Technological conceptualism made unusually vibrant at Denver MOCA's Now? Now!
By John Cotter
Exhibition labels – those little placards on the walls beside the thing part of the art – are no longer optional to conscientious looking. In the imagined past, we might have taken in a landscape and breathed, “Isn’t that lovely? Just look at those brushstrokes!” But the priorities of contemporary art have foreclosed on this option. We might even go so far as to define contemporary art as that species of aesthetic work (as opposed to modern, folk, etc.) for which the label is as important as the specimen. Otherwise we risk missing the conceptual forest for the material trees.
Since the 1990s one of the more dominant strains of new work has been a technologically-oriented conceptualism that — if it doesn’t dispose of humanity altogether: the bodily, the gestural, the domestic – finds its importance only in the way those bodies have extended themselves through technology, a technology well-removed from the state of nature, the nuts-and-bolts of existence, anything a patron could begin to brim sentimental over.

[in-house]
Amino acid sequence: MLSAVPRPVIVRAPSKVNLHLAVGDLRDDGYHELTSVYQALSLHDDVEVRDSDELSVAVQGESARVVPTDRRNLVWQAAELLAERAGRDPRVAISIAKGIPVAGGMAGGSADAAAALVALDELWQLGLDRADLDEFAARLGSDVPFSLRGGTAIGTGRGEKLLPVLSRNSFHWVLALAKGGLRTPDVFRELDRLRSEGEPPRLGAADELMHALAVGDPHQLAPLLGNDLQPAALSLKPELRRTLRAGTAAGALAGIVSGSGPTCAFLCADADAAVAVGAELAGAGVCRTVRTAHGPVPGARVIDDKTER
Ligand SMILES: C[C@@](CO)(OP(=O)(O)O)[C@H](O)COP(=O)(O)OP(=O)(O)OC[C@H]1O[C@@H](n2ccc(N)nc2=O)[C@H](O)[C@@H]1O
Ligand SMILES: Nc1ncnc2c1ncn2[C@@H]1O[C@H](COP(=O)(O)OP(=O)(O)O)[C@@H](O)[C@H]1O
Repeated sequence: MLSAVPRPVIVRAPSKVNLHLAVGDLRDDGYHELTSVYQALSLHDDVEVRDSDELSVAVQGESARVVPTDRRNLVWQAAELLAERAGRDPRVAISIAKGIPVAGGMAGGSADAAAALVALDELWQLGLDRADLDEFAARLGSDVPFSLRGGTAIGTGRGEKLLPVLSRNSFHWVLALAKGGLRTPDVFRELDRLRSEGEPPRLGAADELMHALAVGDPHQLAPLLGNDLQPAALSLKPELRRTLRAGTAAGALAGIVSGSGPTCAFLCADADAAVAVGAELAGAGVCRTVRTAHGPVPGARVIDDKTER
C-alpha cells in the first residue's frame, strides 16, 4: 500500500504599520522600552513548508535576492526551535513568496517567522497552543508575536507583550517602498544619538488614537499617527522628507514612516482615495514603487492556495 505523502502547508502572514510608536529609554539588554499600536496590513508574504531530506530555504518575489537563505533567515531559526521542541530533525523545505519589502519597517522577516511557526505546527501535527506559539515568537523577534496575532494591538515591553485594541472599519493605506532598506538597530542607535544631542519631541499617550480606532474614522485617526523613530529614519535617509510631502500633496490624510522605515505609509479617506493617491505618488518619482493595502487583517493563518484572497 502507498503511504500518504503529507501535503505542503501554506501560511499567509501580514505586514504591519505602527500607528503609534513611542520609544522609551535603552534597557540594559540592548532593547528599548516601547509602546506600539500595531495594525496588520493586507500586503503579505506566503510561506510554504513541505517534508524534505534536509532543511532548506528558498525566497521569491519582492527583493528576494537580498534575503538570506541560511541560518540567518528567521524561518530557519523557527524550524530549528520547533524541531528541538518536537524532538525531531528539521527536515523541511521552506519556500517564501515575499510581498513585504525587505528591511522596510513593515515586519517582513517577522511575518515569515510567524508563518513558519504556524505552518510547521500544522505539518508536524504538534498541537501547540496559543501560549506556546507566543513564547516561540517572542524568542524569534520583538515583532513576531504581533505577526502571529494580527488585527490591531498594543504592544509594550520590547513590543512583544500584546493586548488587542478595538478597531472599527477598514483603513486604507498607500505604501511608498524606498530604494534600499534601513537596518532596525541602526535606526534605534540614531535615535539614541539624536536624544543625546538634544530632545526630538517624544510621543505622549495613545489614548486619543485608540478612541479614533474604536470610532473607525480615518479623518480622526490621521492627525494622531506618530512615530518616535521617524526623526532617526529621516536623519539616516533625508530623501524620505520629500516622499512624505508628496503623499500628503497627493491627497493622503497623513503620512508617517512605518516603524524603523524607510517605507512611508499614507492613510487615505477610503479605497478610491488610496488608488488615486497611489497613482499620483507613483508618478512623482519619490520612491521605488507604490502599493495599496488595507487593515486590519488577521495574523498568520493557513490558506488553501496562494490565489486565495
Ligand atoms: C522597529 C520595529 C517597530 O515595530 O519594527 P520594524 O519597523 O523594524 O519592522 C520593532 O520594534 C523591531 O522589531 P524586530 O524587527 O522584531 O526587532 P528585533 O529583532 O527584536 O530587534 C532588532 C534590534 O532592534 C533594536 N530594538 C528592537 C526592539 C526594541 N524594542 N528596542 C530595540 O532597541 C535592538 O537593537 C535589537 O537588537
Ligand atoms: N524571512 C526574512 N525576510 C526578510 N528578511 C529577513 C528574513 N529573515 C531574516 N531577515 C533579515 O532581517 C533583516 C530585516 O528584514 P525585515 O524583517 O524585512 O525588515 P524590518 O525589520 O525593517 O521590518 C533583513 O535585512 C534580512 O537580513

Such art is often interested in incorporating materials not typically found in an art gallery, at least not 25 years ago: open source models, industrial units, server platforms, new plastics. At its best, such work lays bare the hidden cables that stitch our new world together, make us suddenly hyper-conscious of the pattern of which we form a part, an invisible part. Exhibition labels are doubly important in such work: without the ideas behind the work, which almost always require spelling-out, we have nothing.
More… “Immaterial Worlds”